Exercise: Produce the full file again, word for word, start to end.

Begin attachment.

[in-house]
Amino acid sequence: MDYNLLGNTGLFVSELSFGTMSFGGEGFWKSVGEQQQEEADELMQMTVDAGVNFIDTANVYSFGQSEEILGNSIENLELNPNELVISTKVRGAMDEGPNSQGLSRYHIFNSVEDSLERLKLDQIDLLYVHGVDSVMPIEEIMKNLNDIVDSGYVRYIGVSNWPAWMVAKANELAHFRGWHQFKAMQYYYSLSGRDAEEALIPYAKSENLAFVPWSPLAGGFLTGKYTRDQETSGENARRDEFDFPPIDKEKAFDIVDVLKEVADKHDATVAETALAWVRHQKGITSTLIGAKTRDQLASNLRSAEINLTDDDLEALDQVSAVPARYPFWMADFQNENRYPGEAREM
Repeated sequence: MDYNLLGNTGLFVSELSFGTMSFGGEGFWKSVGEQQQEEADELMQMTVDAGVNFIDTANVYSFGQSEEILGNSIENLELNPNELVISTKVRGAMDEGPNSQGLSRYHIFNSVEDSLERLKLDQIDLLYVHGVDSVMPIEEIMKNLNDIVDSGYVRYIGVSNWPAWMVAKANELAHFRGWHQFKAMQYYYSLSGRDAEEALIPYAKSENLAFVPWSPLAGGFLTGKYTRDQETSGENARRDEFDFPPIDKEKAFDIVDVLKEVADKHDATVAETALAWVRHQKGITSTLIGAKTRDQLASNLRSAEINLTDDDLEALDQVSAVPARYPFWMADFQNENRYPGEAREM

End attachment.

[in-house]
Amino acid sequence: MDYNLLGNTGLFVSELSFGTMSFGGEGFWKSVGEQQQEEADELMQMTVDAGVNFIDTANVYSFGQSEEILGNSIENLELNPNELVISTKVRGAMDEGPNSQGLSRYHIFNSVEDSLERLKLDQIDLLYVHGVDSVMPIEEIMKNLNDIVDSGYVRYIGVSNWPAWMVAKANELAHFRGWHQFKAMQYYYSLSGRDAEEALIPYAKSENLAFVPWSPLAGGFLTGKYTRDQETSGENARRDEFDFPPIDKEKAFDIVDVLKEVADKHDATVAETALAWVRHQKGITSTLIGAKTRDQLASNLRSAEINLTDDDLEALDQVSAVPARYPFWMADFQNENRYPGEAREM
Repeated sequence: MDYNLLGNTGLFVSELSFGTMSFGGEGFWKSVGEQQQEEADELMQMTVDAGVNFIDTANVYSFGQSEEILGNSIENLELNPNELVISTKVRGAMDEGPNSQGLSRYHIFNSVEDSLERLKLDQIDLLYVHGVDSVMPIEEIMKNLNDIVDSGYVRYIGVSNWPAWMVAKANELAHFRGWHQFKAMQYYYSLSGRDAEEALIPYAKSENLAFVPWSPLAGGFLTGKYTRDQETSGENARRDEFDFPPIDKEKAFDIVDVLKEVADKHDATVAETALAWVRHQKGITSTLIGAKTRDQLASNLRSAEINLTDDDLEALDQVSAVPARYPFWMADFQNENRYPGEAREM